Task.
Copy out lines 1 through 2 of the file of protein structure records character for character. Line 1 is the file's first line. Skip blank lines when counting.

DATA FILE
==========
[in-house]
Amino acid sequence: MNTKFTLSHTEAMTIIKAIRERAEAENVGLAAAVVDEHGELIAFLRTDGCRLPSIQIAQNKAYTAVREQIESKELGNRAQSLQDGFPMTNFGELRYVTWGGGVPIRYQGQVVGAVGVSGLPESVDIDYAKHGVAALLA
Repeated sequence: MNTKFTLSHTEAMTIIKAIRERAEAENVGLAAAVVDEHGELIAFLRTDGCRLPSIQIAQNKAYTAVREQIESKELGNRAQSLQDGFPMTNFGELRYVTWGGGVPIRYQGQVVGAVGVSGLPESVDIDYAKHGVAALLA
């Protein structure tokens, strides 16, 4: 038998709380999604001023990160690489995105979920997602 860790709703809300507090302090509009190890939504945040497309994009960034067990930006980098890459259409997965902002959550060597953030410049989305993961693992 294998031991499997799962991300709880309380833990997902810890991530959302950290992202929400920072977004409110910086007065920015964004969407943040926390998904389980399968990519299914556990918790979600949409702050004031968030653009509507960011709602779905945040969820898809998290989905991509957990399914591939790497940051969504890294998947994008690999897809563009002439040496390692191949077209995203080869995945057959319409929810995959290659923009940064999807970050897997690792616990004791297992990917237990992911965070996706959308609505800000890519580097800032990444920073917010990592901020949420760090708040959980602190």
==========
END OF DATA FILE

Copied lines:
[in-house]
Amino acid sequence: MNTKFTLSHTEAMTIIKAIRERAEAENVGLAAAVVDEHGELIAFLRTDGCRLPSIQIAQNKAYTAVREQIESKELGNRAQSLQDGFPMTNFGELRYVTWGGGVPIRYQGQVVGAVGVSGLPESVDIDYAKHGVAALLA